Monday, February 7, 2011

Week 37: Tours of the Area

One of the many ornate flower arrangements at Chenonceau

This week brought us a returning client, Mina, from Atlanta. She has a business creating and selling gluten-free products. Her production facility is in Paris, so she travels to France a few times a year. We first met her in September. We have some mutual friends, and she had just heard about Maison Conti from them. We enjoyed her very much so were enthusiastic to hear that she would be returning and wanted to begin her trip to France with four days here. She also booked Rick's tour services for two days, which gives me the opportunity to blog about some beautiful locations not far from us, Chartres Cathedral and the castle of Chenonceau. I have Rick to thank for taking the photos this week.

Chartres Cathedral is, in my opinion, the most beautiful and spiritual in France. I am not alone in this evaluation. It does cast a spell over people if they're open to it. There is a wonderful video about the history of the place and the construction of the building called Sacred Geometry. It's a fascinating subject. The spot where the cathedral currently stands was already sacred to the pagans who built an altar there thousands of years ago. The first Christian church was constructed in about 900 and burned to the ground in 1194. The townspeople felt that a miracle had been performed by the virgin when it was discovered that her tunic, which was a priceless relic the church possessed, was completely undamaged in the fire. They felt that the fire was a direct command by the virgin to rebuild and create a much more worthy edifice in her honor. People of all stations, classes, professions and ages hauled stones to the spot and, elbow to elbow, built a new structure in a remarkably short time. That kind of cooperation could be thought of as a miracle in itself!

An American choir exiting the front of the church. Chartres remains a very popular pilgrimage spot.

The pillars of the church are carved with elongated figures. This was a unique style in its time.

The quality of the stone carvings is extraordinary.

Most of the population of the time was illiterate. Stained glass windows were their books.

Here are the signs of the zodiac. Astrology was not separate from religion in the Middle Ages.

The atmosphere is calm and meditative. People light their candles and say their prayers

Chartres is an easy drive from Maison Conti. The castle of Chenonceau is a bit further but well worth the trouble. Of course the Loire Valley was the capital of the kings of France during the Renaissance, so many spectacular castles, both large and small, were built during that time. It was the epoch when castles were no longer stormed and destroyed. The Hundred Years War was over and there was relative calm in the land, so castles could be built with grace and charm, rather than as defensive bunkers. Chenonceau is certainly the best example of this kind of structure. It is the most popular spot in the valley and for very good reason. Many women influenced the decoration of this castle, as it was inhabited by wives and mistresses of the kings of France. It is a relatively small château and still has some of the original furnishing. It's a jewel, but during the high season, difficult to appreciate for all the tourists that flock there by the busload. What a wonderful experience, then, to visit on a sunny February day and have the place practically to one's self!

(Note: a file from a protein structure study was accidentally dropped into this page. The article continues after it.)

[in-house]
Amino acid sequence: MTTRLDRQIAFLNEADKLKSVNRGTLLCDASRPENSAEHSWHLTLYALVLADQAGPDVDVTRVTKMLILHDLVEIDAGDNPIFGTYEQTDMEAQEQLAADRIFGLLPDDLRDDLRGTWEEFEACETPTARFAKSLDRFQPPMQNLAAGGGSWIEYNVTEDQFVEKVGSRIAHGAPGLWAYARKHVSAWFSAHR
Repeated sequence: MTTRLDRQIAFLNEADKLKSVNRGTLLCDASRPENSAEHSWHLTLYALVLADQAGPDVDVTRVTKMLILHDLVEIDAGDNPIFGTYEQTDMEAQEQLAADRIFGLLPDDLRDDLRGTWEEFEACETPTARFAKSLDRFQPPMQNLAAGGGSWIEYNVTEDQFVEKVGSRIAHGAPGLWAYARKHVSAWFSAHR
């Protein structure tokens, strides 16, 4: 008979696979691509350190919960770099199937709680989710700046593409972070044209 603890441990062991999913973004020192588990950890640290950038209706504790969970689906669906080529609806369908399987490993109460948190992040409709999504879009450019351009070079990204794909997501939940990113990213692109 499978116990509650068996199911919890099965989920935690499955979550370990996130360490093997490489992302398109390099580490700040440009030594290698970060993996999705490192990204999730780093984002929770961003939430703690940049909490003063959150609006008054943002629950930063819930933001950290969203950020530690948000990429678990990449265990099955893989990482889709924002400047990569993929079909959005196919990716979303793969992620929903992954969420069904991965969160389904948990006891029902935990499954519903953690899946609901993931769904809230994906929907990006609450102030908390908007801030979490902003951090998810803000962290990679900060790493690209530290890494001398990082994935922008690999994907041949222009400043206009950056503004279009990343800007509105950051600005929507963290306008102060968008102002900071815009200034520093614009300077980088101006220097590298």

The entrance to the grounds of the castle.

Pretty as a picture. I've never seen it without crowds.

The beautiful doorway beckons you to enter this magical space.

In winter the fireplaces are aglow with huge logs. The tapestries add warmth.

Ornate tile work has been worn out by feet. You see only traces of the originals around edges of rooms.

Rose bedroom

Black bedroom, created by a queen who mourned the death of her husband.

Mina descending the stone staircase.

Some of the furniture is priceless, including this inlaid chest.

This stove was installed during WWI when Chenonceau became a hospital for wounded soldiers.

The famous gallery that spans the Cher River.

View from the gallery window. The river flows under a bridge which supports the room.

I asked Rick especially to take photos of the flower arrangements which grace the rooms at Chenonceau throughout the year. It's impressive that even in winter the bouquets are so extravagant.

The week coming up is a busy one for clients. Two lovely women from Australia arrive today to do some etching with me for 9 days. Other clients fill other rooms as well, so this winter is turning out to be much more lively than last.


  1. Thank you Nancy for this nice recalling of 2 places I know very well. We ofdten went to visit Chenonceau, first when young with my parents. We were used to "faire les châteaux de la Loire" for Easter or small other vacancies. Chenonceau is a very elegant one but I suppose not very convenient to live in, may be very humid !
    Chartres cathedral is a second place we visited several times. I happened to be a pilgrim when student ! 40 hm walking but at that time it had not the strict connotation it got before.

  2. Oh Nancy,
    You have done it again....fabulous post!!!

    I love Chenonceau...the rooms, flowers, harlequin flooring, the time worn stairs and that entrance....storybook magical!!

    Tell Rick he did a wonderful job with the photography

    Janet xox

    PS..the stained glass took my breath away!